|AguaClara water treatment plant on top|
of a water storage tank in the village
of Ronhe, Jharkhand, India
The Cornell AguaClara program continues to grow into a global network with a vision for Safe Water on Tap for Communities Everywhere.
In early July I visited the village of Ronhe in Jharkhand, India and their AguaClara water treatment plant with low flow stacked rapid sand filters (red/white/green columns in photo below) and chemical dosers. The facility is waiting for chemicals and then it will be fully operational. The system include a solar powered pump, an elevated storage tank with an AguaClara water treatment plant on top of the tank, and piped water to all of the households in the village.
On July 16, Ken Brown, Maysoon Sharif, and I met with Dr. Smita Misra in New Delhi, India. Dr. Misra is a senior economist at the World Bank and is the team leader for a $1 billion Rural Water Supply and Sanitation for low income states project that is underway in India. We presented the technologies we are showcasing in Jharkhand and in Honduras and discussed their applicability for scale up. Our new technologies for providing safe water on tap in villages generated a great deal of interest. We discussed system approaches to improving the performance of rural water supply systems. The World Bank project has $93 million dedicated for education and capacity building and Dr. Misra was enthusiastic about opportunities for collaborating.
Dhaval Mehta (Cornell '14) and
Maysoon Sharif (principal,
AguaClara LLC) inside the Ronhe
AguaClara water treatment plant.
We visited Somaiya Vidyavihar University and two of their village projects that were funded by the Girivanvasi Trust. We were hosted by Cornell alumnus and Indian industrialist and philanthropist Samir Somaiya ChE '90, MChE '92, MBA '93. We are exploring opportunities for an ongoing collaboration between the AguaClara program at Cornell and Somaiya Vidyavihar University.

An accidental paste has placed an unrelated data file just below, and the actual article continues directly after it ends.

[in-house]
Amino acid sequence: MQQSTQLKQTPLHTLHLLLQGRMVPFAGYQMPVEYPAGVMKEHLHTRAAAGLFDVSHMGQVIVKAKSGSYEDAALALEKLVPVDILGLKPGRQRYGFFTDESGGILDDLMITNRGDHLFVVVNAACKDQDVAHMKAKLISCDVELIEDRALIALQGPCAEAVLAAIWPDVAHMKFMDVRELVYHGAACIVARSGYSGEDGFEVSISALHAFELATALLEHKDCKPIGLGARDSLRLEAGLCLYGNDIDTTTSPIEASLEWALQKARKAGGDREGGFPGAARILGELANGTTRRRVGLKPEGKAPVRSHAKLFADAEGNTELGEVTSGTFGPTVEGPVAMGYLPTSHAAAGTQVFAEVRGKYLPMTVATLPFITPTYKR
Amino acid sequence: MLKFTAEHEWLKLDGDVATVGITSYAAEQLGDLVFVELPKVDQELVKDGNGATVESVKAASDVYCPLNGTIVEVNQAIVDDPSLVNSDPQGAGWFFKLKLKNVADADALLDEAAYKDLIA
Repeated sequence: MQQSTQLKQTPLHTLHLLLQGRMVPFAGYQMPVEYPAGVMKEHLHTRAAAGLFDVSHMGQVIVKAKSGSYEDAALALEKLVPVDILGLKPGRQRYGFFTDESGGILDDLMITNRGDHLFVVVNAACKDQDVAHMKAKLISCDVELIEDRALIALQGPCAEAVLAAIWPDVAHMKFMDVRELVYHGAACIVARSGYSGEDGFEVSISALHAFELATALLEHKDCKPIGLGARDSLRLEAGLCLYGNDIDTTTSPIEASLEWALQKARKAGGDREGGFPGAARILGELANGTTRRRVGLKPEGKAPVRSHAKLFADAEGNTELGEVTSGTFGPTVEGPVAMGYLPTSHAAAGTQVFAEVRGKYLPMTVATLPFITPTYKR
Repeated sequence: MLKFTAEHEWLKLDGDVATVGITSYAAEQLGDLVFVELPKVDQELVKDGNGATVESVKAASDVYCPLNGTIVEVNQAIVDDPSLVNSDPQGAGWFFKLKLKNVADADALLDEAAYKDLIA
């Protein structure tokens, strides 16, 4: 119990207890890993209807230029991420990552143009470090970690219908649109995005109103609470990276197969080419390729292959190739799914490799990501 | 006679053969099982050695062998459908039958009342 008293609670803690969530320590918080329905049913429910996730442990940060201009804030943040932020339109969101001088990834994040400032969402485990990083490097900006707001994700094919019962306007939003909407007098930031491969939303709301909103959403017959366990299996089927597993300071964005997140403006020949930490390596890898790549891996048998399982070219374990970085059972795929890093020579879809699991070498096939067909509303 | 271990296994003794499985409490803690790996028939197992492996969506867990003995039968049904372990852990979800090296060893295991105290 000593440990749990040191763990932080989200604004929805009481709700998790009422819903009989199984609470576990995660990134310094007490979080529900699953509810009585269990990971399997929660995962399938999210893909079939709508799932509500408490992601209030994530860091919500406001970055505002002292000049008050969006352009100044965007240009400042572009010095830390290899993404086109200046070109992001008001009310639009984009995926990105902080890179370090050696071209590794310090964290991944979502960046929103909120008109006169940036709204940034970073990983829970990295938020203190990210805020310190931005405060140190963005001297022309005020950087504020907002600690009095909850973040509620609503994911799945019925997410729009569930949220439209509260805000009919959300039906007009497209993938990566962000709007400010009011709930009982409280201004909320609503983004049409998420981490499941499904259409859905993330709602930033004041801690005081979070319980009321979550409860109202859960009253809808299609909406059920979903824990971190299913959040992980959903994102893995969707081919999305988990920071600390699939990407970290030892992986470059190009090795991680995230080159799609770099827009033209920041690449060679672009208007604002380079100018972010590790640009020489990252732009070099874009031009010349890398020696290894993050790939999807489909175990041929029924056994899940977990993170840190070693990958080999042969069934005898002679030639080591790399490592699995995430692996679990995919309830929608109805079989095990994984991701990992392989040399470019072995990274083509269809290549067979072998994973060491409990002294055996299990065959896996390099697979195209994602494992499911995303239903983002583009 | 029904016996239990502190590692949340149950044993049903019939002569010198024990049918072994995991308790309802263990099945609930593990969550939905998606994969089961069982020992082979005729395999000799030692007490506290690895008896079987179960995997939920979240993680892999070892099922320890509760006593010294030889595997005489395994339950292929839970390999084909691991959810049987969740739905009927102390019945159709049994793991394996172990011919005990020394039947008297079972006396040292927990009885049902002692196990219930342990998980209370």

The Indian government has made providing piped water for villages a priority. AguaClara LLC plans to establish an India office in the coming months so that they can focus on the opportunities for scale up in India. AguaClara can provide expertise on how to make village water supply systems both high performing and sustainable. This is an amazing opportunity to improve the quality of life in rural India.
In the coming months I will be working with Ken Brown to assemble an AguaClara Advisory Council (AAC) that will oversee the combined AguaClara program at Cornell and AguaClara LLC. The AAC will extend our network for entry into additional countries and help establish an AguaClara Center at Cornell so that Cornell can expand its role as the global leader in safe drinking water supply.
A few weeks ago I learned that Professor Lion and I have received a National Science Foundation award for EXPERIMENTAL EVALUATION AND MODELING OF HYDRAULIC FLOCCULATION SYSTEMS UNDER CONDITIONS OF TURBULENT FLOW. This award will enable us to continue our research into the fundamental mechanisms of flocculation with the goal of improving the design of hydraulic flocculators. Our proposal is based on our new flocculation model that for the first time makes it possible to predict flocculator performance based on the physics of the process.
I am excited about the amazing opportunities for innovation, learning, and making the world a better place. At Cornell we develop new understandings of the fundamental mechanisms that underlie drinking water treatment. We change student lives with more than 500 students over the past decade having engaged in our innovation system. AguaClara LLC’s expanding role in the world will employ more Cornell graduates as they transfer knowledge generated at Cornell to local partners with the vision of providing safe water on tap for communities everywhere.